• Our booking engine at tickets.railforums.co.uk (powered by TrainSplit) helps support the running of the forum with every ticket purchase! Find out more and ask any questions/give us feedback in this thread!

Raising Brick and Masonry Railway Bridges for increased clearances

Status
Not open for further replies.

2192

Member
Joined
16 Aug 2020
Messages
372
Location
Derby UK

Bridge lift to increase clearances​


28 October 2016

tn_gb-elevarch-overview-freyssinet.jpg


The Railway Gazette published this item in 2016 "Bridge lift to increase clearances. UK: An innovative process to raise arched masonry bridges to increase clearances for electrification was successfully demonstrated in Buckinghamshire on October 26." This was also reported in Modern Railways. It involved jacking up both sides of the bridge simultaneously using computers to give millimetre accuracy of lift so as not to disturb the mortar. Did the firm get any contracts following the demo? (I can't read their name on the banner over the arch.)
 
Sponsor Post - registered members do not see these adverts; click here to register, or click here to log in
R

RailUK Forums

yorksrob

Veteran Member
Joined
6 Aug 2009
Messages
39,236
Location
Yorks
It's a shame it hasn't received more interest really. It seemed quite a quick process.
 

hwl

Established Member
Joined
5 Feb 2012
Messages
7,433
If memory serves it also is only suitable for a sub-set of better constructed arch bridges (probably all with Portland cement too).
 

InOban

Established Member
Joined
12 Mar 2017
Messages
4,227
And bridges which don't carry services (water, power, telephone etc )That's most of the reason it takes so long to carry out the work.
 

yorksrob

Veteran Member
Joined
6 Aug 2009
Messages
39,236
Location
Yorks
If memory serves it also is only suitable for a sub-set of better constructed arch bridges (probably all with Portland cement too).

That could be quite problematic. I'm guessing a lot of bridges built during the main construction phase of the railways will have used mortar.
 

swt_passenger

Veteran Member
Joined
7 Apr 2010
Messages
31,543
If memory serves it also is only suitable for a sub-set of better constructed arch bridges (probably all with Portland cement too).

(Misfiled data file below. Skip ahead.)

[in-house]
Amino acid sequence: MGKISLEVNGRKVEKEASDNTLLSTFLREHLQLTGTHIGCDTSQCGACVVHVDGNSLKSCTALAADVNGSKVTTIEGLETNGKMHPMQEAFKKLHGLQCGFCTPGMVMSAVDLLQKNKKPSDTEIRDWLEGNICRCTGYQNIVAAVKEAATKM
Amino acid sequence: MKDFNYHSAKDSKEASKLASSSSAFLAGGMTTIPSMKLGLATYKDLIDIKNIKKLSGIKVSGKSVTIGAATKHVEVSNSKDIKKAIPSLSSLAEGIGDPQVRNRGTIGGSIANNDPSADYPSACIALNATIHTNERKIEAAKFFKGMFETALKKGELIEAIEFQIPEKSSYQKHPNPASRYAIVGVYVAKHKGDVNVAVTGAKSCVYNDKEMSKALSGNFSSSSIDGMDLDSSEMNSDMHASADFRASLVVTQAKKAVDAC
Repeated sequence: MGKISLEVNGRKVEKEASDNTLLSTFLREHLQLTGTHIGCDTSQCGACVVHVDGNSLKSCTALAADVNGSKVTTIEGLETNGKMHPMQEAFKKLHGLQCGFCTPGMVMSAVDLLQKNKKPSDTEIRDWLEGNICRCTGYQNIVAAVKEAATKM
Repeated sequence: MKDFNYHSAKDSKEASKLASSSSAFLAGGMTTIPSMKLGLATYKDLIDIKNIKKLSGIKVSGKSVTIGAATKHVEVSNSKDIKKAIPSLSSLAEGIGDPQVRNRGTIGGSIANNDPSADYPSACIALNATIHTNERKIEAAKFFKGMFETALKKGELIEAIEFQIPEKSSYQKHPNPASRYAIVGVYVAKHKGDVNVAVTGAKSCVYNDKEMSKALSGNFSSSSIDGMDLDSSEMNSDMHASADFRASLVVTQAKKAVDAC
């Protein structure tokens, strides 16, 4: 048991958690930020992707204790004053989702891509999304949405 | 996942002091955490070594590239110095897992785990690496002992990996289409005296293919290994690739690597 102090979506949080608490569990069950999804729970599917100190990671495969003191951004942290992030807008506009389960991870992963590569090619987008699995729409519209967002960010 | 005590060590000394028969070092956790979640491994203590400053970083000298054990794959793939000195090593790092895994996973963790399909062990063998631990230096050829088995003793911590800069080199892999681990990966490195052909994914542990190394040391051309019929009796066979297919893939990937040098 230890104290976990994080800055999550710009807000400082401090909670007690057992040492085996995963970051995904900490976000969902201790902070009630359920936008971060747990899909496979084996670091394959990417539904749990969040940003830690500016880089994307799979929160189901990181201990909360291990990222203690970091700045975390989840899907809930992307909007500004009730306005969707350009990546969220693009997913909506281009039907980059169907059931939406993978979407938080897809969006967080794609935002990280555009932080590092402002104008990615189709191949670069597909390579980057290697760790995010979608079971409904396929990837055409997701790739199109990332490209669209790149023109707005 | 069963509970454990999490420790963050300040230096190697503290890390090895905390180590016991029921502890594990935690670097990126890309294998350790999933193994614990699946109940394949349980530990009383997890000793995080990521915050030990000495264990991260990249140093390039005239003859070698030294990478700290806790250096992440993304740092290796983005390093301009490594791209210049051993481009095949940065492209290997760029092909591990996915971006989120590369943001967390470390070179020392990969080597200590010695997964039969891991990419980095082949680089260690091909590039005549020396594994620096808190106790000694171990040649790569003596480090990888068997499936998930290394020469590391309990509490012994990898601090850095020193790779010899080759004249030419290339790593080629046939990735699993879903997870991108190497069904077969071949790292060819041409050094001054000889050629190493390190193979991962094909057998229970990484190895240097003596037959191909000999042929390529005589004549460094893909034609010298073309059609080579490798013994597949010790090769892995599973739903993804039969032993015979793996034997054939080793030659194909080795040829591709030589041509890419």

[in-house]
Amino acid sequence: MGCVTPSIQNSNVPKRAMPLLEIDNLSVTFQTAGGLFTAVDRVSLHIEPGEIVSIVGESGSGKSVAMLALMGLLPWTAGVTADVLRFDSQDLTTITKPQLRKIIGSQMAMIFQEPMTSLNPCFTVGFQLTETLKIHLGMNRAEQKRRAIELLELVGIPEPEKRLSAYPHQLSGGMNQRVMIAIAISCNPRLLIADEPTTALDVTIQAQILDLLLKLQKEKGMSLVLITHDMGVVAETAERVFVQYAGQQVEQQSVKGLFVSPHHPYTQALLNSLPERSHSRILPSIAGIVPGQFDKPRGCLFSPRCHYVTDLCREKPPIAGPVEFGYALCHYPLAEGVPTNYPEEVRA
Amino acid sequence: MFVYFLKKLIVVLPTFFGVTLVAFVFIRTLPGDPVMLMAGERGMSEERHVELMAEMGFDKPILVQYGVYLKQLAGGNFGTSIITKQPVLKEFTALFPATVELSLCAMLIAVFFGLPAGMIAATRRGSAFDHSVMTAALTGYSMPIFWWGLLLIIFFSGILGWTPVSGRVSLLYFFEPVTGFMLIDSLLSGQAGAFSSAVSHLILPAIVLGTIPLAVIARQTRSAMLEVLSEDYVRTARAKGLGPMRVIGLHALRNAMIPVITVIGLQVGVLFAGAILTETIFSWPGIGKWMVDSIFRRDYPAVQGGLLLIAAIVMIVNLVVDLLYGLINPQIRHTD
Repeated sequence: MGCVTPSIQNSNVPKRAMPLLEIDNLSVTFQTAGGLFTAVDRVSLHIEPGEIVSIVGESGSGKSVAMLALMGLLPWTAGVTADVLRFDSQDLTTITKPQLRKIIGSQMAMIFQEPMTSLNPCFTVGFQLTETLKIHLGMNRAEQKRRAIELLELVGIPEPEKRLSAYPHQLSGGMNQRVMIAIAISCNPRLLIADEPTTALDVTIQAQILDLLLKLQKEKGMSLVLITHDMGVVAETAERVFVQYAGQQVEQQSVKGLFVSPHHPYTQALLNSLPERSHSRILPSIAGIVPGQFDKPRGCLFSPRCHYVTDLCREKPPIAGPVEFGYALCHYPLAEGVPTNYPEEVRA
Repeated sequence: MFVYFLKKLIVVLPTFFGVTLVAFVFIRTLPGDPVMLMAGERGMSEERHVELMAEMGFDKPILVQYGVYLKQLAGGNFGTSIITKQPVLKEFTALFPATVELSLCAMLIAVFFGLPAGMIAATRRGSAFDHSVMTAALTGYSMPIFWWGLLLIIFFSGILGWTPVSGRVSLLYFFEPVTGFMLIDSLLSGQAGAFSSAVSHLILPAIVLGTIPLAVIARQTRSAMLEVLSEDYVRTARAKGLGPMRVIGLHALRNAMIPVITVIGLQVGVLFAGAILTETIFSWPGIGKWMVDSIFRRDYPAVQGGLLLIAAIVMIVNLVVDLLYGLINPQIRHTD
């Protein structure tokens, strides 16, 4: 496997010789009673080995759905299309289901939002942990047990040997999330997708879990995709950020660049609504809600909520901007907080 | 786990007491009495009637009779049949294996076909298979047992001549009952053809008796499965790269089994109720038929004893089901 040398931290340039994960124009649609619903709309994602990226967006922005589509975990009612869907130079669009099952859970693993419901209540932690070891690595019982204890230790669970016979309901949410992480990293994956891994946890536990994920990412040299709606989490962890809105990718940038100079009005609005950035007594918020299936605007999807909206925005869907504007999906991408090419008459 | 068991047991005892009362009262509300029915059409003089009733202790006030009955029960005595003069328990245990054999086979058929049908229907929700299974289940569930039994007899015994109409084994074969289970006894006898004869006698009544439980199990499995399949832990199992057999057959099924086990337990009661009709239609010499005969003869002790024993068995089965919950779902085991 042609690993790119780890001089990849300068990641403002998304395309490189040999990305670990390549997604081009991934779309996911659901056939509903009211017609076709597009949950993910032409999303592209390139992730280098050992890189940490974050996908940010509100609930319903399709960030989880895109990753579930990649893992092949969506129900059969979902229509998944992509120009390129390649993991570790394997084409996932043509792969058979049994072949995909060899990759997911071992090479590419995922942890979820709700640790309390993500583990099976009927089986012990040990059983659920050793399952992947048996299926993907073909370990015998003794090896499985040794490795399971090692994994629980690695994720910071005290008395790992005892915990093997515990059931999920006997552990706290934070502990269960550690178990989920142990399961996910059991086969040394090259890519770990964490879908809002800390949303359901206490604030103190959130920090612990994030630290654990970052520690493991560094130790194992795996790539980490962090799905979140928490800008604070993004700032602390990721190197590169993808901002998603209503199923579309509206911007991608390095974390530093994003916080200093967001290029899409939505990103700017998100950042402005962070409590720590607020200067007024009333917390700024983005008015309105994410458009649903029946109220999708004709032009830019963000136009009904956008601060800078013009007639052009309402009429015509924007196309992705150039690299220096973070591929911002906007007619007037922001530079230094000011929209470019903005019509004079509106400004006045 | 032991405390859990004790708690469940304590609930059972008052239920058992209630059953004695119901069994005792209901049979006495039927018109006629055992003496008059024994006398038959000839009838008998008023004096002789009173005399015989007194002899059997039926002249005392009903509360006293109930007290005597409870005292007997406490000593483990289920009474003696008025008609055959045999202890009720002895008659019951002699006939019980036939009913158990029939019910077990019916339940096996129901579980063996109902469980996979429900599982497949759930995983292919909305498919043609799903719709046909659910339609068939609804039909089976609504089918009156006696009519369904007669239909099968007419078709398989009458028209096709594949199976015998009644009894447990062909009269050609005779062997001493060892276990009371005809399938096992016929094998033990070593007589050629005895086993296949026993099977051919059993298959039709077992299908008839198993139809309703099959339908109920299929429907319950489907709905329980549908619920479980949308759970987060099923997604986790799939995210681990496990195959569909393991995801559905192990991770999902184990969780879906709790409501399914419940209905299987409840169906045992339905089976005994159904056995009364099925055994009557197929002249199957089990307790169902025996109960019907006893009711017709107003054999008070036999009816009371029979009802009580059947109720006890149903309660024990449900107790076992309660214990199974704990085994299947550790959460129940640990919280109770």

I think on the demonstration they basically rebuilt the entire infill in reinforced concrete before starting anyway. I suspect this demonstration shows there is a last resort solution if some particularly obstructive local authority insists an old bridge cannot be altered, but we‘re unlikely to see it normally.
 

EbbwJunction1

Established Member
Joined
25 Mar 2010
Messages
1,568
Something tells me that one of the bridges between Newport and Cardiff (or Severn Tunnel Junction and Newport) was raised rather than replaced during the electrification works, but I can't remember any details (or even if I'm right!).
 

edwin_m

Veteran Member
Joined
21 Apr 2013
Messages
25,025
Location
Nottingham
Something tells me that one of the bridges between Newport and Cardiff (or Severn Tunnel Junction and Newport) was raised rather than replaced during the electrification works, but I can't remember any details (or even if I'm right!).
It might have been a beam rather than an arch bridge. That would be easier to raise, as the beam is solid from end to end whereas with an arch there's a risk of masonry breaking up.
 

EbbwJunction1

Established Member
Joined
25 Mar 2010
Messages
1,568
It might have been a beam rather than an arch bridge. That would be easier to raise, as the beam is solid from end to end whereas with an arch there's a risk of masonry breaking up.
Ah, you could well be right, thanks; I did say that my memory was a little vague on it!
 

edwin_m

Veteran Member
Joined
21 Apr 2013
Messages
25,025
Location
Nottingham
If the extra height is needed for structure gauge enhancement rather than electrification then an arch could have to be raised quite a way to achieve the necessary clearance at the corners where containers are larger than traditional trains. Replacing it with a beam bridge might allow the road to stay at or near the same level, reducing the work needed to re-profile the approaches.
 
Status
Not open for further replies.

Top